Evidence showed that many, but not all, effective interventions improved medication adherence for people with hypertension, heart failure, depression and asthma. One intervention was found to be effective for each of diabetes, hyperlipidaemia, and musculoskeletal diseases.
Educational interventions, with behavioural support through continued patient contact over several weeks or months, were found to be effective for hypertension, hyperlipidaemia, heart failure, and myocardial infarction. Case management was found to be effective for diabetes, hypertension, heart failure, and depression.
Five policy interventions reported significant improvements in adherence to medications for cardiovascular conditions in those whose out-of-pocket expenses for prescription medications were reduced by either reduced medication co-payments or improved prescription drug coverage.
Further results were reported in the paper and the full report.
There was relatively little evidence linking higher adherence to improvements in costs.
Case management, patient education with behavioural support, and lower out-of-pocket expenses each improved medication adherence for more than one condition. The evidence on whether these improved or could be applied to long-term adherence and health outcomes was limited.
This review addressed a clear research question and the inclusion criteria were broad, but relevant and reproducible. Relevant sources were searched, for studies published in English, which was appropriate for the USA. Many studies were included, but the variety between them meant that few evaluated each combination of population, intervention, and outcome; additional unpublished studies could have been helpful if available. Each stage of the review process was conducted by two people, reducing the risks of errors and bias. Study quality was assessed, using appropriate criteria, and the complete results were published in the full report. The decision to conduct a narrative synthesis seems to have been appropriate.
This was a well-conducted review, and the conclusions are likely to be reliable.
Implications of the review for practice and research
Practice: The authors stated that decision-makers should take care in selecting components of complex interventions to improve medication adherence.
Research: The authors stated that future studies should clearly describe each intervention component. Factorial designs could assess both the additive and multiplicative effects of intervention components. Studies should use the guidelines of the Standards for Quality Improvement Reporting Excellence group to clarify the mechanisms by which the intervention components produce changes, the course of the implementation, and the success of tests of the mechanism of action. They stated that new studies should question which specific elements of multi-component interventions work best and how these interventions could be improved to increase adherence and improve health outcomes.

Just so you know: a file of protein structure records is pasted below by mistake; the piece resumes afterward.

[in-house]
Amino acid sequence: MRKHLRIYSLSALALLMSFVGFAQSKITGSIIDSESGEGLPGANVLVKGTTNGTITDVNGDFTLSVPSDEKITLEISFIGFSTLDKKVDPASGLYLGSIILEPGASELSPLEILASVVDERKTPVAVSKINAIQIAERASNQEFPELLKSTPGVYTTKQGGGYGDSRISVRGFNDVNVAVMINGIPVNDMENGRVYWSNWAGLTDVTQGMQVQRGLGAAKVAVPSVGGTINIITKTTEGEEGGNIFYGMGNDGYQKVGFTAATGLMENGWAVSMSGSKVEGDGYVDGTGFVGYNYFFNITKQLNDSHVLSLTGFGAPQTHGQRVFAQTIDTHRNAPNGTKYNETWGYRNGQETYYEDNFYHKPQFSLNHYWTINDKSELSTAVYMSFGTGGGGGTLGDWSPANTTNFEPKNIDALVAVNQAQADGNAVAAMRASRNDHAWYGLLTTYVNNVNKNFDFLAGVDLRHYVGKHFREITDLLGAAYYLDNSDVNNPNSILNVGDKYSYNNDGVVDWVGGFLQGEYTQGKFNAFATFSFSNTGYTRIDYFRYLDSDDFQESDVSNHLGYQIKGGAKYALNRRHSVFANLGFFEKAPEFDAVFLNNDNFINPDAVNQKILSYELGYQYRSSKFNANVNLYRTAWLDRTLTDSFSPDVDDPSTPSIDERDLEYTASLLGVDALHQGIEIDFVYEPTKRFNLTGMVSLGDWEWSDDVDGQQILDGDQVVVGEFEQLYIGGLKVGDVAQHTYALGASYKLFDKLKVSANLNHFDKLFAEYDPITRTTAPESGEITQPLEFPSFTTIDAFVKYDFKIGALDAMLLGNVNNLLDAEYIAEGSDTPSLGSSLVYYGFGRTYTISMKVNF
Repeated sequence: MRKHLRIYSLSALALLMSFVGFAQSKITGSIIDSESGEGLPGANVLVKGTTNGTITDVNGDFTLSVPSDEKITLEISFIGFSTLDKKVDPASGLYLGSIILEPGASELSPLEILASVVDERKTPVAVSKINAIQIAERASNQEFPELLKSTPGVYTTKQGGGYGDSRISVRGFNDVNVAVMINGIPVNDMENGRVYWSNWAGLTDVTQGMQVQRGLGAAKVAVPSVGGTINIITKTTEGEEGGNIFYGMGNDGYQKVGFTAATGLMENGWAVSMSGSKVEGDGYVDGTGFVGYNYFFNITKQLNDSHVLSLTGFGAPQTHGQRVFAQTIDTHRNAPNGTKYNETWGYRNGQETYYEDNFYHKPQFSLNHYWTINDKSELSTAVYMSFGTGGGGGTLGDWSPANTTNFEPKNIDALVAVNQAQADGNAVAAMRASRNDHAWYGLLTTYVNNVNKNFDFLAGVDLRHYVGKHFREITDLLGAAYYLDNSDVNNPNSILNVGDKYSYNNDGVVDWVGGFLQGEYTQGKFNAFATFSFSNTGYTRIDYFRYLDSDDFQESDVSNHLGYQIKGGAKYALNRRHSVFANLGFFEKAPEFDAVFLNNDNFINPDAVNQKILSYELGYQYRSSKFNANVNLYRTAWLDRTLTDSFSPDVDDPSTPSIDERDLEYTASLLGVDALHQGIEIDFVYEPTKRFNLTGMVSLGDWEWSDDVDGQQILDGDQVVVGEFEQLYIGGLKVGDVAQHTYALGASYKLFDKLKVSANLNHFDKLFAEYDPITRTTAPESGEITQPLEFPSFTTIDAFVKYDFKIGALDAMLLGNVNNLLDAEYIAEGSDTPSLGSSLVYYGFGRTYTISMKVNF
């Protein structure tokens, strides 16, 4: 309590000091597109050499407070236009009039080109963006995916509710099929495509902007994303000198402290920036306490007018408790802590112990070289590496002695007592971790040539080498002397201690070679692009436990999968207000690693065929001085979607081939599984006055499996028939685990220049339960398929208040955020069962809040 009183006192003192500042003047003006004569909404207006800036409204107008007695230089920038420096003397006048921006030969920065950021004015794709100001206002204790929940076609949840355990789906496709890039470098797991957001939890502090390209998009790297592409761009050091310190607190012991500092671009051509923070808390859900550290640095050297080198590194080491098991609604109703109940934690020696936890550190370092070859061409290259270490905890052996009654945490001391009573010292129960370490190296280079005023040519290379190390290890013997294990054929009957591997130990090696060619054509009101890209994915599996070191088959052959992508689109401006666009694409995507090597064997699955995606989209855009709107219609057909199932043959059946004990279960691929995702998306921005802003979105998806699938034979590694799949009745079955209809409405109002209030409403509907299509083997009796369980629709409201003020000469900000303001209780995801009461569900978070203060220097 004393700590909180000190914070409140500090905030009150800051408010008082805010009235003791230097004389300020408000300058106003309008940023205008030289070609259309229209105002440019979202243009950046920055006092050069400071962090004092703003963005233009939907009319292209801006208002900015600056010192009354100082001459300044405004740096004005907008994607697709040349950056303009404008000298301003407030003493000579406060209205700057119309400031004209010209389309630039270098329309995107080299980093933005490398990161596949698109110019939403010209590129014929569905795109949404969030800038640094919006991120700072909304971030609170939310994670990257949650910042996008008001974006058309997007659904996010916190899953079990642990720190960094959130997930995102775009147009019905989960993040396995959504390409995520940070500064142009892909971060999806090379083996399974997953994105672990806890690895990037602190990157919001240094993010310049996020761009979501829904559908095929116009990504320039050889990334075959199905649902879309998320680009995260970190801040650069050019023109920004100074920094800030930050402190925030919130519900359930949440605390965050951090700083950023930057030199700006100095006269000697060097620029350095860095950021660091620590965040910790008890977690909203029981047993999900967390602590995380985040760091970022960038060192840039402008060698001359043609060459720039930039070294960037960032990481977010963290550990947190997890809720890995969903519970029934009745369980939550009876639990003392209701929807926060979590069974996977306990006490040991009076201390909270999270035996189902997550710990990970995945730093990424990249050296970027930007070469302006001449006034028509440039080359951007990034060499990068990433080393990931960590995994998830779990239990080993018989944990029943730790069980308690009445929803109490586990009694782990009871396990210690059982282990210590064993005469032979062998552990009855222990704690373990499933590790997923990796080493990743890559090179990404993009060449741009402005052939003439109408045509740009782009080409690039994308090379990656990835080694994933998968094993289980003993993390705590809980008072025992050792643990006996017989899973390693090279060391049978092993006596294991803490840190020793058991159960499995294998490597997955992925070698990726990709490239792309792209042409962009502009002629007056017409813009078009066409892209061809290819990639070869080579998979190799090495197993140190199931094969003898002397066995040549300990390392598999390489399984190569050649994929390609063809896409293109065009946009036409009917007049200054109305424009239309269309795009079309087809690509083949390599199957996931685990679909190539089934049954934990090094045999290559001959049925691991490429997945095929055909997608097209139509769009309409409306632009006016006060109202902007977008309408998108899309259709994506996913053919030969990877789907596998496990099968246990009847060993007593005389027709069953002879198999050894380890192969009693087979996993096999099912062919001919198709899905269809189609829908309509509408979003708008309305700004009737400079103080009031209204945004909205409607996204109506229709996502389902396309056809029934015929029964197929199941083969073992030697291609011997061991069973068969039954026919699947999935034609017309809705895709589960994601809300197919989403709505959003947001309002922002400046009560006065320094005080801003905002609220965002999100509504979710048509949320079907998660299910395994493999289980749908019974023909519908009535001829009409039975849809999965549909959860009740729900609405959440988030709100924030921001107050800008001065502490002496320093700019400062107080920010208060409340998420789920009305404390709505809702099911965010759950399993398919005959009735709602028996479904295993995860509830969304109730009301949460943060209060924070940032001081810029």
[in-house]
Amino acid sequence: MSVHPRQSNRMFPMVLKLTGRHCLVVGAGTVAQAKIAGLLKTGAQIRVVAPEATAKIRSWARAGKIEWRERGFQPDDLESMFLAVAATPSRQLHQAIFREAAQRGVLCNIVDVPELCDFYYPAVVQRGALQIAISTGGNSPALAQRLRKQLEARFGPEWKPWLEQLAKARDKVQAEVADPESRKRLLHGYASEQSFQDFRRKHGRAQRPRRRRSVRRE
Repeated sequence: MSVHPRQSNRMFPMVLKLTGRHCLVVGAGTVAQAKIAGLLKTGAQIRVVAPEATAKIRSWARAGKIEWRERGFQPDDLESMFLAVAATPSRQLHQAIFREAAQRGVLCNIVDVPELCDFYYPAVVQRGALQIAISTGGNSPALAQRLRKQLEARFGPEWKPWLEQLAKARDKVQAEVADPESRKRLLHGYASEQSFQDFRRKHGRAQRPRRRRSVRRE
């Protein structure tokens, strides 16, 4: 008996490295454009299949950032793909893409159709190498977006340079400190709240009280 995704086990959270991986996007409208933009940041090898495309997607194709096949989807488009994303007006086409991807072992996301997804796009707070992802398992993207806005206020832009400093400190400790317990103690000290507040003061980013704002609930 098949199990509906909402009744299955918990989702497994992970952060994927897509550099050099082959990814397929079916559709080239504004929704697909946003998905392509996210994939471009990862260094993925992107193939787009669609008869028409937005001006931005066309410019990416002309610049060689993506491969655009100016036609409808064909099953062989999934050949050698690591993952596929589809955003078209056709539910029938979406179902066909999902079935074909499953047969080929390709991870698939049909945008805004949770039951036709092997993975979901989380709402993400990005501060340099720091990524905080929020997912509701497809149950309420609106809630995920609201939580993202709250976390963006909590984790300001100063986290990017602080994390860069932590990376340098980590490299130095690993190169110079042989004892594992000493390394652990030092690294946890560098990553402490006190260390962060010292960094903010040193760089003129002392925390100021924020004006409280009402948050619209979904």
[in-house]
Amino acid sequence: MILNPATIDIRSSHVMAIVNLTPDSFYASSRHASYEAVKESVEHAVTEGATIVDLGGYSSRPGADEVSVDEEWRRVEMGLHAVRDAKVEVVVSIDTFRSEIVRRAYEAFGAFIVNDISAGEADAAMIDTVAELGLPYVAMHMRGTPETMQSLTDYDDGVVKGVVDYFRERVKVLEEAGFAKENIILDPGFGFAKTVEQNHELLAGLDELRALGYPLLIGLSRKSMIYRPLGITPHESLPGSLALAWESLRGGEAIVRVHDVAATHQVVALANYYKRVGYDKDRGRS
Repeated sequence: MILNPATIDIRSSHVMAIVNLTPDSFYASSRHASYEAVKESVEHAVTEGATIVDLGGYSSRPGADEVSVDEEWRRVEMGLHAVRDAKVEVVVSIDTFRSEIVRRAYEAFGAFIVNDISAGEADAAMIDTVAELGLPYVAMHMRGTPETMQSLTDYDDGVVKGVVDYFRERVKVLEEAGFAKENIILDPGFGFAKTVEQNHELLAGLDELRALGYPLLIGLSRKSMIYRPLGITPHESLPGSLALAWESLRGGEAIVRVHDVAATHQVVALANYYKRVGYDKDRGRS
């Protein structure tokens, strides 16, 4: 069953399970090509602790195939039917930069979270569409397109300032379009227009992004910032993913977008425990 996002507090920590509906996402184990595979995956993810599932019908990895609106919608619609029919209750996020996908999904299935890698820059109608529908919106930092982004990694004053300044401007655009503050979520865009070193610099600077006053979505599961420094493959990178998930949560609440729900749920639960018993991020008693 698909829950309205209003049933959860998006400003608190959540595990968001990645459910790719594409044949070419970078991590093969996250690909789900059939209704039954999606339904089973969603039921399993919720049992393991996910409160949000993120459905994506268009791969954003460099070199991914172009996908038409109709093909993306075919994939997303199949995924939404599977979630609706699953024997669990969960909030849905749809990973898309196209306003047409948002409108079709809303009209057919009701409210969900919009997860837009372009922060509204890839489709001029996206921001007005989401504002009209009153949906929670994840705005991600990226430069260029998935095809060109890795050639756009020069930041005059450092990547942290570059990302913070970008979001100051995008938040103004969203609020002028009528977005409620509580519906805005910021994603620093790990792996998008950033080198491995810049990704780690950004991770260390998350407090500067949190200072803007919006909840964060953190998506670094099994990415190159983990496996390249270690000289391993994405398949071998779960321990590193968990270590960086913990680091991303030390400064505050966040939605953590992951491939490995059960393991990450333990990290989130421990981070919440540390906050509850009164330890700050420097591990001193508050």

Funded by the Agency for Healthcare Research and Quality.
Viswanathan M, Golin CE, Jones CD, Ashok M, Blalock SJ, Wines RC, Coker-Schwimmer EJ, Rosen DL, Sista P, Lohr KN. Interventions to improve adherence to self-administered medications for chronic diseases in the United States: a systematic review. Annals of Internal Medicine 2012; 157(11): 785-795
Other publications of related interest
Viswanathan M, Golin CE, Jones CD, Ashok M, Blalock S, Wines RC, Coker-Schwimmer EJ, Grodensky CA, Rosen DL,Tuen A, Sista P, Lohr KN. Medication adherence interventions: comparative effectiveness - closing the quality gap, revisiting the state of the science. Rockville, MD, USA: Agency for Healthcare Research and Quality. Evidence Report/Technology Assessment; 208. 2012.
Subject indexing assigned by NLM
Case Management; Chronic Disease /drug therapy; Comparative Effectiveness Research; Health Policy; Humans; Insurance Coverage; Medication Adherence; Outcome Assessment (Health Care); Patient Education as Topic; Self Administration; United States
Database entry date
This is a critical abstract of a systematic review that meets the criteria for inclusion on DARE. Each critical abstract contains a brief summary of the review methods, results and conclusions followed by a detailed critical assessment on the reliability of the review and the conclusions drawn.